Intersectionality and The Process of Including Minorities in Narratives

Okay, so I tried writing this post a few times. Lots of deleting took place. Needless to say, it sounds like it’s something I’m genuinely afraid of. Therefore, let’s talk about my journey with understanding intersectionality and the inclusion of minorities to narratives.

Introduction to Intersectionality

This is a sad thing, but I didn’t really find out about intersectionality until perhaps the final days as part of academia. Before then, I was feeling like the only person who somehow intersected between various communities. I was listening to a lot of John Green and Hank Green videos, and they mentioned Rosianna, who makes incredible videos that I love to this day. (I’m particularly fond of her Backburner series). Hannah Witton, Leena Norms, Marina Shut Up  became some of the people who are constant in my life, even now, as influences.

I was pretty unaware of the term itself, though, until a year or two ago, when I watched this video by Akilah Obviously. 

My Relationship with Intersectionality

I’ll admit it: I get scared of messing up somehow. For instance, I haven’t been able to write a single novel since I started listening to more critique of fiction. This is not me blaming anyone. It’s mostly because I have experienced frustration when it comes to being excluded from narratives.

For me, the usual dialogue centered on white straight and able-bodied people. I mean, I think back on Faulkner and how haunting it was to read about disabled people mis-represented (to put it lightly).  How about that horrid Mice and Men?  Let’s not talk about My Antonia and Othello. Even Wuthering Heights which was among my favorites once upon a time, had intensely problematic approaches to race.

My experience was of extreme exhaustion when it came to traditional (academic) discussions of fiction, because they were almost always exclusive to those who have extreme privilege.  Everyone else was demonized and vilified.

Because of this, I am afraid of offending someone, of leaving someone out. I know that I’ll always work to be more inclusive and welcoming.

However, I do want to say that this is a process, and it is very subjective in certain cases. For me, I’m mostly aiming to use #ownvoices to help determine if a certain work was problematic.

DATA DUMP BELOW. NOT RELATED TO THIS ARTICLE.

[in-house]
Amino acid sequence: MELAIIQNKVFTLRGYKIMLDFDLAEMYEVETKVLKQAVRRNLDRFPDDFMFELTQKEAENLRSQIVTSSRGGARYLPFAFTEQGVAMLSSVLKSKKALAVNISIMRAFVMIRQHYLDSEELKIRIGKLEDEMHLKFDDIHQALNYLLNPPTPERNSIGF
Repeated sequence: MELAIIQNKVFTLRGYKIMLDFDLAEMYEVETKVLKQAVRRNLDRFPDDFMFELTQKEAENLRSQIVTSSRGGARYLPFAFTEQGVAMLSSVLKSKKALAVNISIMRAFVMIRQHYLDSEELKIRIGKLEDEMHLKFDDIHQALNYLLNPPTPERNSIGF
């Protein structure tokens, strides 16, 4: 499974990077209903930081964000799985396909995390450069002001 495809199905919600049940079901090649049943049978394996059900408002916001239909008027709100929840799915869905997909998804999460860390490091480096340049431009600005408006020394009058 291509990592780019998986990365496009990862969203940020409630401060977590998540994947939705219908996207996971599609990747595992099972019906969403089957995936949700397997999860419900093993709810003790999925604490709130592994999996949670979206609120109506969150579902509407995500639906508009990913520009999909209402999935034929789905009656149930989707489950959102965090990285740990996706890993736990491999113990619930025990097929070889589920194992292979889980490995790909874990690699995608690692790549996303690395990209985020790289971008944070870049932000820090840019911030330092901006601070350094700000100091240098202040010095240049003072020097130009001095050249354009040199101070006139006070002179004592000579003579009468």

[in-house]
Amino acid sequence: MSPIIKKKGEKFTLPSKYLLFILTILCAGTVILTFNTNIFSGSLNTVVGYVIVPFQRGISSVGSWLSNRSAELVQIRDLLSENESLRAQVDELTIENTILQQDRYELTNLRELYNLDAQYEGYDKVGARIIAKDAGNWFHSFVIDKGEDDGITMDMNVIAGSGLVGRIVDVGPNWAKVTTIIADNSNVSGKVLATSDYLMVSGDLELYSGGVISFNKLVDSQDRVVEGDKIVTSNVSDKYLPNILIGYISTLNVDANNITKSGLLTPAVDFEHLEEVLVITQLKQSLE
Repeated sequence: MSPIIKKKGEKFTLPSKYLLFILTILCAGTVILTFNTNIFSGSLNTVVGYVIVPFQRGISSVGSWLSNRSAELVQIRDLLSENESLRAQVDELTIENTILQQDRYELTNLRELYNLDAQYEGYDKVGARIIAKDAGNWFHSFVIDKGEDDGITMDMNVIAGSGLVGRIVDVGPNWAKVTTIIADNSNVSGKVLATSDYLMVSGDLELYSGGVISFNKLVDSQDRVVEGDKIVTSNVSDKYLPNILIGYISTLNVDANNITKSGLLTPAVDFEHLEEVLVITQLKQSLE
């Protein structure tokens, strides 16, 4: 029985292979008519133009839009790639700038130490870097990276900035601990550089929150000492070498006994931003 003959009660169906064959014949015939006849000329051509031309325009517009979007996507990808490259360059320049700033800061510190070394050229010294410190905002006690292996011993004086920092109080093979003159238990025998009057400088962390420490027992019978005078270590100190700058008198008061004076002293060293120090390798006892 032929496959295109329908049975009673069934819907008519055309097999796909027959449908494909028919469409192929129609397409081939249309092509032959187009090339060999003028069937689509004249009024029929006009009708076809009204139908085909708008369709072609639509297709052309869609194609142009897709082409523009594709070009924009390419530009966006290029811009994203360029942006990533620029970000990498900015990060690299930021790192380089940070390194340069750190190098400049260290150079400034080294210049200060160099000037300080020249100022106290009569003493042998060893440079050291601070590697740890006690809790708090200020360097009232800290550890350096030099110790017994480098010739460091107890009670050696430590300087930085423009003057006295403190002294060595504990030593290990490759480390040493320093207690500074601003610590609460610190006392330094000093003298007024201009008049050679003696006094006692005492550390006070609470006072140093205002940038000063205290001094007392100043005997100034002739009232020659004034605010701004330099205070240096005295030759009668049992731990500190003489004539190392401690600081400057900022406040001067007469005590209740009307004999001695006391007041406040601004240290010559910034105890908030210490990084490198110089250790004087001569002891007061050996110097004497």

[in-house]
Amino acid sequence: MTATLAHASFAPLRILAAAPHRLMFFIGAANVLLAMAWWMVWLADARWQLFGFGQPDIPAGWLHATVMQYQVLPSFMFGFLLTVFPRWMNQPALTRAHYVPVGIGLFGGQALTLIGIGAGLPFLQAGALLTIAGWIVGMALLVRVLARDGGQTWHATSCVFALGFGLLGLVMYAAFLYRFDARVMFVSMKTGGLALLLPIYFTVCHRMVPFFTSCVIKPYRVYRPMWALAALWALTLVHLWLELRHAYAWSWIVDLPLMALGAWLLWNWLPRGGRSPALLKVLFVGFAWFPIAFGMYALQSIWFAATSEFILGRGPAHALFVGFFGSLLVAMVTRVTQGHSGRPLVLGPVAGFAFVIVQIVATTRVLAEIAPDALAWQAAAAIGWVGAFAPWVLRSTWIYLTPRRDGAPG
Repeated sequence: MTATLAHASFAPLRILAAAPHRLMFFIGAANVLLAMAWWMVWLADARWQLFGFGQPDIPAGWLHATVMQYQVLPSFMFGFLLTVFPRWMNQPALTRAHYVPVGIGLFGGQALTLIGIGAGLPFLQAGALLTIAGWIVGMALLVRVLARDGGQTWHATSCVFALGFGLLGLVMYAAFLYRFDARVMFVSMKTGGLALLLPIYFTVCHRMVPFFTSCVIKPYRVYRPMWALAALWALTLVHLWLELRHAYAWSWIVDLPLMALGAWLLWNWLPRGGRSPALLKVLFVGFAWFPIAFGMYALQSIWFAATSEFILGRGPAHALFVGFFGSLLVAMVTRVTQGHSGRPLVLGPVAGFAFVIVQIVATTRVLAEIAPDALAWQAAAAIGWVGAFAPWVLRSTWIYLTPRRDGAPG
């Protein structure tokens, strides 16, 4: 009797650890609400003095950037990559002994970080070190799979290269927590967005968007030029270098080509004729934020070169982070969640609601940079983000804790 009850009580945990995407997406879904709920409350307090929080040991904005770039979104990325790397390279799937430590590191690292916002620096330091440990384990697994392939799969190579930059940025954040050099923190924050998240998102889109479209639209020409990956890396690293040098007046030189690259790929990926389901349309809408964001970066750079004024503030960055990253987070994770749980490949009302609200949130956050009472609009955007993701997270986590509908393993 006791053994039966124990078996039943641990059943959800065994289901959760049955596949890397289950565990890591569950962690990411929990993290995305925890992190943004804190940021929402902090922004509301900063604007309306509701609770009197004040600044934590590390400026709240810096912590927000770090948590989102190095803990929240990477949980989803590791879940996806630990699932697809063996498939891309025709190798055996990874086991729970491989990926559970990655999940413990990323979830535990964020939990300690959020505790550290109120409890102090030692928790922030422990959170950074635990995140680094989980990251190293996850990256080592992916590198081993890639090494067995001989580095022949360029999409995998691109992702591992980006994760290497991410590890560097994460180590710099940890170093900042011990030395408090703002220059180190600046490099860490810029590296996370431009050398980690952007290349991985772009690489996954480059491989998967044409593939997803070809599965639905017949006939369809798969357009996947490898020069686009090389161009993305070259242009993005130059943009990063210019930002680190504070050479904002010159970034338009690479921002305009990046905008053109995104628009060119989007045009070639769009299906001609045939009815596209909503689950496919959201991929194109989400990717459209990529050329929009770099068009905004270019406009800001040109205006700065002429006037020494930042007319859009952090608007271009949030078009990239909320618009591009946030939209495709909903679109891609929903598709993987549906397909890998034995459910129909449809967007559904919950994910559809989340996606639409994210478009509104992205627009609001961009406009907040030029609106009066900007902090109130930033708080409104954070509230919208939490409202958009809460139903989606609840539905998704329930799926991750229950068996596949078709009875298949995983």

Moving Forward

Like I said, my journey as an intersectional feminist is one where self-discovery (as a disabled asexual aromantic person of color who is Muslim). But, really, it’s about finding my place in the conversation. Even more importantly, it is dependent also on remembering when to shut up and raise other voices instead.

Your Turn:

What is your relationship with intersectionality and inclusivity (it’s a word if I say so, laptop!)? Are there certain resources you use to find #ownvoices reviews of fictional work and media? Please share it with me! I am always trying to be more supportive of other minorities.


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One thought on “Intersectionality and The Process of Including Minorities in Narratives

  1. See, I don’t actually understand how people find all these #ownvoices books or know that a book is #ownvoices. Like, do they just read a lot of author bios? What if the author doesn’t put their gender/sexuality/disaibility/etc. in their bio? Idk. But I don’t really have much to offer to your post since I am not even intersectional (is that a word?) myself. I agree though that it is hard to find books, especially ones written well, about characters who are X *and* Y. As a writer though, I’d say don’t stop yourself from writing about a certain type of character just because you’re worried about excluding others. You can’t include every single ethnicity, disability, sexual orientation, mental illness, gender, etc. all in one book. But it’s when more authors start writing about them that there are more options and more chances for people to find a character like them 🙂

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